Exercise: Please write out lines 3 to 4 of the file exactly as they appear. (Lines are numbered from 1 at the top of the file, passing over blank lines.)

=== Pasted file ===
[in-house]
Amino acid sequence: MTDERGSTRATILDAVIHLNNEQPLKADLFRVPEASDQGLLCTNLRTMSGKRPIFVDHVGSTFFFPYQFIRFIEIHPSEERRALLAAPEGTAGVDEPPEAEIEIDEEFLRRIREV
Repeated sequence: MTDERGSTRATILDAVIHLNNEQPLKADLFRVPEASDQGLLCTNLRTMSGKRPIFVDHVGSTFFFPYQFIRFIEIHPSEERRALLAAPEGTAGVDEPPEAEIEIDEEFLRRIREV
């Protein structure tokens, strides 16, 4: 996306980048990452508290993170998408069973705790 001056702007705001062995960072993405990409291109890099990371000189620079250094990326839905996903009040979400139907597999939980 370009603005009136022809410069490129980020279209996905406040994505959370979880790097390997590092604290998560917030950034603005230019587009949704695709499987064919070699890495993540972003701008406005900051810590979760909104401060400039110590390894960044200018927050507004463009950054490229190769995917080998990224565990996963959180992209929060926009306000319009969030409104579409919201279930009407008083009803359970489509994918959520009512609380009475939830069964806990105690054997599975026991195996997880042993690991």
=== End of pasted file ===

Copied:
Repeated sequence: MTDERGSTRATILDAVIHLNNEQPLKADLFRVPEASDQGLLCTNLRTMSGKRPIFVDHVGSTFFFPYQFIRFIEIHPSEERRALLAAPEGTAGVDEPPEAEIEIDEEFLRRIREV
């Protein structure tokens, strides 16, 4: 996306980048990452508290993170998408069973705790 001056702007705001062995960072993405990409291109890099990371000189620079250094990326839905996903009040979400139907597999939980 370009603005009136022809410069490129980020279209996905406040994505959370979880790097390997590092604290998560917030950034603005230019587009949704695709499987064919070699890495993540972003701008406005900051810590979760909104401060400039110590390894960044200018927050507004463009950054490229190769995917080998990224565990996963959180992209929060926009306000319009969030409104579409919201279930009407008083009803359970489509994918959520009512609380009475939830069964806990105690054997599975026991195996997880042993690991």